When Americans elected Barack Obama President of the United States in November 2008, people around the world marveled at the fact that a black man was elected president of the world’s most powerful nation. However, according to a recent Pew Research Center study, a majority of Americans do not even consider Barack Obama black. In their view, he is a person of “mixed-race.” Is there really a difference, however? Have the struggles of “authentically black” men and mixed-race men been much different? A look at the history of one of the most prosperous French colonies, Sainte-Domingue, can help us to answer that question.
Before the French Revolution, Sainte-Domingue had one of the largest populations of mixed race men in the Americas, and those men were derogatorily called “mulattoes.” Even though they did not share the same rights as the white colonists and were often debarred from intermingling with the white society in Sainte-Domingue, they were free, unlike most black men. They comprised a group of people called the gens de couleur, or “free men of color,” and, as such, were able to own land and, ironically, even slaves. In fact, many of them had inherited vast sums of money and, by 1789, the gens de couleur owned one-third of the plantation property and one-quarter of the slaves in Sainte-Domingue.
Since the mulattoes were slave-holders and owned so much land throughout Sainte-Domingue, their relationship with the blacks was just as strained as their relationship with the whites. To make matters worse, the mulattoes openly prided themselves on European culture and their European descent. They spoke French like any other well-educated Frenchman and spurned the slaves’ Creole language. They were Roman Catholics and denounced the Voudoun religion, which the slaves brought with them from Africa. On May 15, 1791, the National Assembly in France even voted to give full French citizenship to the gens de couleur. It was a positive step for the gens de couleur in Sainte-Domingue, but one that was short-lived.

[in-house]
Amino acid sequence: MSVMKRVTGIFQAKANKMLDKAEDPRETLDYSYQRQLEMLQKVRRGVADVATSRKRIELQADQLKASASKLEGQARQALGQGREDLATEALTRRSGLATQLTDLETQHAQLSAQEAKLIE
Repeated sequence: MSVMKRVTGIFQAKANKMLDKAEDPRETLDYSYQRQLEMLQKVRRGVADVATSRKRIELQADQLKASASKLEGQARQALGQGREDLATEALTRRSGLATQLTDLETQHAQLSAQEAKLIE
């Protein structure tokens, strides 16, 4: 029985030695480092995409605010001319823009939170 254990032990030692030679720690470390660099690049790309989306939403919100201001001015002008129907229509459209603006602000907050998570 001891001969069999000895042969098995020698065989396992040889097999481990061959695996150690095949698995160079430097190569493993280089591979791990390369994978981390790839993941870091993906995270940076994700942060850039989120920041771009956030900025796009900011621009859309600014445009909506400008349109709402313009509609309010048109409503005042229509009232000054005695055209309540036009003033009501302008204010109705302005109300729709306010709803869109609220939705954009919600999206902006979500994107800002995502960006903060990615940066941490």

Months later, a slave revolt broke out in Sainte Domingue and the mulattoes, seeing that the white colonists were losing, quickly aligned themselves with the black slaves. Later still, the mulattoes, led by André Rigaud, and the black slaves, led by Toussaint L’Ouverture, would fight the War of the Knives, which the former gens de couleur lost. Aftewards, the mulattoes fled to Puerto Rico, Cuba and France.
Even though it is true that the election of Barack Obama in the United States was a remarkable event, not just for the Americas, but for the entire world, the history of Sainte-Domingue (now modern-day Haiti), demonstrates that there has been a historical difference between black and mixed-raced men, and that there might still be a distinction today.
Credit: Steven Bonhoeffer